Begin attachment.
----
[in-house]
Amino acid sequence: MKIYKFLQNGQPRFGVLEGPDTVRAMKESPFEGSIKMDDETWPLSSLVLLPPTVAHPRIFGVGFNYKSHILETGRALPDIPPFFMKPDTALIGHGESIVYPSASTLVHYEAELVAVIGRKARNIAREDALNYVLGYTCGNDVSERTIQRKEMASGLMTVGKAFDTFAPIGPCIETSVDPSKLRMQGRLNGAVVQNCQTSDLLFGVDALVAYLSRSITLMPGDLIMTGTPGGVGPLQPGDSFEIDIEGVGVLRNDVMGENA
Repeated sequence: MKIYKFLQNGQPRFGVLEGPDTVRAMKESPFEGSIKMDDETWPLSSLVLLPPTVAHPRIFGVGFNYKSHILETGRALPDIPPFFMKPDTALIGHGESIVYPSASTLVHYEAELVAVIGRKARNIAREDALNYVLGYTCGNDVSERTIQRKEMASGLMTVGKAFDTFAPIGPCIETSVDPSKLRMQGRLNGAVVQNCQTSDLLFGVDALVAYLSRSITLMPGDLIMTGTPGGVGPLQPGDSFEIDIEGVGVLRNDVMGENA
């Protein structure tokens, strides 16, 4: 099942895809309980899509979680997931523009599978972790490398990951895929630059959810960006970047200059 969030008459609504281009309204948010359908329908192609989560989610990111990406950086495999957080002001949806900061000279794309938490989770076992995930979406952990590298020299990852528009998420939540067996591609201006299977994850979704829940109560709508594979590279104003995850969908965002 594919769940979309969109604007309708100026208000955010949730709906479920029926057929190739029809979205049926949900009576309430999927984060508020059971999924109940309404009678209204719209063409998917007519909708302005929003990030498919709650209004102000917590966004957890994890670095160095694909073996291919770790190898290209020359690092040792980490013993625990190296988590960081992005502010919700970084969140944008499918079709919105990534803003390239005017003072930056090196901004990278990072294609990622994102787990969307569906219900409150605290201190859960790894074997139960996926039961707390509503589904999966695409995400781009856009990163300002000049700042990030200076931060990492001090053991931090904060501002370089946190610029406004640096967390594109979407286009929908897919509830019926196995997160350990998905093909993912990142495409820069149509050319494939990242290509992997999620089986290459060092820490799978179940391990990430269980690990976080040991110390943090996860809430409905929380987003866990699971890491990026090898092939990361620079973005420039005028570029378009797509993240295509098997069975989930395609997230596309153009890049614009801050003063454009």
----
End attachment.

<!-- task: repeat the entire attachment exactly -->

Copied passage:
[in-house]
Amino acid sequence: MKIYKFLQNGQPRFGVLEGPDTVRAMKESPFEGSIKMDDETWPLSSLVLLPPTVAHPRIFGVGFNYKSHILETGRALPDIPPFFMKPDTALIGHGESIVYPSASTLVHYEAELVAVIGRKARNIAREDALNYVLGYTCGNDVSERTIQRKEMASGLMTVGKAFDTFAPIGPCIETSVDPSKLRMQGRLNGAVVQNCQTSDLLFGVDALVAYLSRSITLMPGDLIMTGTPGGVGPLQPGDSFEIDIEGVGVLRNDVMGENA
Repeated sequence: MKIYKFLQNGQPRFGVLEGPDTVRAMKESPFEGSIKMDDETWPLSSLVLLPPTVAHPRIFGVGFNYKSHILETGRALPDIPPFFMKPDTALIGHGESIVYPSASTLVHYEAELVAVIGRKARNIAREDALNYVLGYTCGNDVSERTIQRKEMASGLMTVGKAFDTFAPIGPCIETSVDPSKLRMQGRLNGAVVQNCQTSDLLFGVDALVAYLSRSITLMPGDLIMTGTPGGVGPLQPGDSFEIDIEGVGVLRNDVMGENA
């Protein structure tokens, strides 16, 4: 099942895809309980899509979680997931523009599978972790490398990951895929630059959810960006970047200059 969030008459609504281009309204948010359908329908192609989560989610990111990406950086495999957080002001949806900061000279794309938490989770076992995930979406952990590298020299990852528009998420939540067996591609201006299977994850979704829940109560709508594979590279104003995850969908965002 594919769940979309969109604007309708100026208000955010949730709906479920029926057929190739029809979205049926949900009576309430999927984060508020059971999924109940309404009678209204719209063409998917007519909708302005929003990030498919709650209004102000917590966004957890994890670095160095694909073996291919770790190898290209020359690092040792980490013993625990190296988590960081992005502010919700970084969140944008499918079709919105990534803003390239005017003072930056090196901004990278990072294609990622994102787990969307569906219900409150605290201190859960790894074997139960996926039961707390509503589904999966695409995400781009856009990163300002000049700042990030200076931060990492001090053991931090904060501002370089946190610029406004640096967390594109979407286009929908897919509830019926196995997160350990998905093909993912990142495409820069149509050319494939990242290509992997999620089986290459060092820490799978179940391990990430269980690990976080040991110390943090996860809430409905929380987003866990699971890491990026090898092939990361620079973005420039005028570029378009797509993240295509098997069975989930395609997230596309153009890049614009801050003063454009």